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Magic City: Recent Spells: A solid urban fantasy anthology

Magic City: Recent Spells edited by Paula Guran

Things you should know:
1. This is a reprint anthology. If you read a lot of anthologies in the field, you will probably have read some of these before. I had read three, though two of them were among the best ones, and I enjoyed reading them again.
2. It still has some worthwhile stuff in it, especially if you're a fan of the big names in urban fantasy (Jim Butcher, Carrie Vaughn, Patricia Briggs) and haven't read these stories before.
3. It isn't just "urban fantasy" by the usual definition (our contemporary world plus the supernatural). There's a sword-and-sorcery story from Scott Lynch, an... Read More

L. Ron Hubbard Presents Writers of the Future: Volume 30

L. Ron Hubbard Presents Writers of the Future: Volume 30 edited by Dave Wolverton

The Writers of the Future contest is held in high regard within the SFF field, largely because of the many fine writers who have had a boost to their early careers through it and the prominence of the judges (and despite its association with L. Ron Hubbard, of which more later). This volume contains some excellently-written stories and some which weren't to my taste but were well done anyway.

I'll go through the contents in detail. We start with pages and pages of boosterism from past winners, judges etc., which I skipped. Dave Wolverton's introduction can probably be skipped, too, as it just says how good it is to be a judge and how great the stories are.

Each writer, includ... Read More

Women Destroy Science Fiction! The Stories: Special audiobook edition

Women Destroy Science Fiction! Lightspeed Magazine Special Issue: The Stories edited by Christie Yant, Robyn Lupo, Rachel Swirsky

Last June, Hugo-winning Lightspeed Magazine, which is edited by John Joseph Adams, devoted an entire issue (Women Destroy Science Fiction!, June 2014, issue #49) to female science fiction writers and editors. Under Christie Yant’s and Robyn Lupo’s editorial leadership, they accepted 11 original short science fiction stories and 15 original pieces of SF flash fiction. Rachel Swirsky chose and reprinted 5 stories previously published elsewhere. Last month, Skyboat Media and Blackstone Audio released an audio version of the stories from Women Destroy Science Fiction. They gave these their usual excellent attention, casting each story’s narrator perfectly and creating a high quality... Read More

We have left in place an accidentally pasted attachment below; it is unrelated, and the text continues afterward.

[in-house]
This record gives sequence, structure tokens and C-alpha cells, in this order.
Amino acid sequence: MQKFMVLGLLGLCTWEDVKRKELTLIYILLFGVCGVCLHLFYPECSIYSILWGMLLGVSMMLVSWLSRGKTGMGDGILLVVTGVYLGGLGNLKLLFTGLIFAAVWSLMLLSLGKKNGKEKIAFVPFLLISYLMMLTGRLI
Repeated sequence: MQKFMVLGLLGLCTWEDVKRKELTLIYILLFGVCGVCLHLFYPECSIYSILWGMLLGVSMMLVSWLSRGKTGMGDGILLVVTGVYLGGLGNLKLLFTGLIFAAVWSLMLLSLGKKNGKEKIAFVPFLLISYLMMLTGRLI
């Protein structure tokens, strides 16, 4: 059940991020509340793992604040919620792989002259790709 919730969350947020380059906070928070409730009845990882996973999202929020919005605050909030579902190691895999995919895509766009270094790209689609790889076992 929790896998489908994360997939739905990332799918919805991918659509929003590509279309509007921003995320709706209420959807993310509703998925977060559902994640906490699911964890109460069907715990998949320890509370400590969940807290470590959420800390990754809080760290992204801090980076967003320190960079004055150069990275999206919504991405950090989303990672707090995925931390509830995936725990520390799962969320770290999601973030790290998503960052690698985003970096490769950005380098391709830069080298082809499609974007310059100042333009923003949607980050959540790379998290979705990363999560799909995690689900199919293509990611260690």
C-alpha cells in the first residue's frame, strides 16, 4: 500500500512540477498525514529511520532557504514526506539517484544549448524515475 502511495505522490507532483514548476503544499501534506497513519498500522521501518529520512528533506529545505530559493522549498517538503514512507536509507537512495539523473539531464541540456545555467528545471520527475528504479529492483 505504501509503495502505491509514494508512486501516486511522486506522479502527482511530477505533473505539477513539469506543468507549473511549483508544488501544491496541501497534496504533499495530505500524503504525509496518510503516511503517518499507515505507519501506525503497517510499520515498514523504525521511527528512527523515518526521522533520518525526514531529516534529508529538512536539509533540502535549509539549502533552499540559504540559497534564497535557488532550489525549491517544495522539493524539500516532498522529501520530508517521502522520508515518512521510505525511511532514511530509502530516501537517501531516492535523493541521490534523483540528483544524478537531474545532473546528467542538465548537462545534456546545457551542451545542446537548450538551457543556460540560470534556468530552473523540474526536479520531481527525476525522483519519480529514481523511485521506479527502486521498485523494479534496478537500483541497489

Fantasy Super Pack #1: Something for everyone

Fantastic Stories Presents: Fantasy Super Pack #1 edited by Warren Lapine

Fantasy Super Pack #1 , which is available for 99c in Kindle format, is an enormous collection of 34 stories presumably showcasing the taste of the editor of Fantastic Stories of the Imagination, an online magazine. As I'm interested in submitting to the magazine, I picked it up, and thoroughly enjoyed most of the stories, none of which I remembered reading before though I'd heard of several of them.

I like stories that have a narrative arc, that build tension and then resolve it at the end, more than the currently-fashionable type of story that just stops at a thematic moment (or, I often suspect, when the author runs out of ideas). Based on this collection, Lapine also likes the narrative-arc kind of story. Some of the stories had fairly predi... Read More

Monstrous Affections: Chock full of horror and hormones

Monstrous Affections by Kelly Link & Gavin Grant 

Monstrous Affections: An Anthology of Beastly Tales, a new anthology by Kelly Link and Gavin Grant, was an interesting and surprising read. Interesting because, duh, anything the duo behind Lady Churchill’s Rosebud Wristlet puts together has to be great. And surprising because nothing on the cover prepared me for its YA-focus.

And let’s talk about the cover for a second, because it is incredible. Red thistles explode out of line-drawn stems. Blood drips from the maw of a fully-colored toothy black beast as it crouches over a prone, line-drawn man... his prey, we assume. Out of the beast’s back arise feathered wings, again line-drawn. I love the contrast between beast and angel implicit in the central image, but I also love the contrast betwe... Read More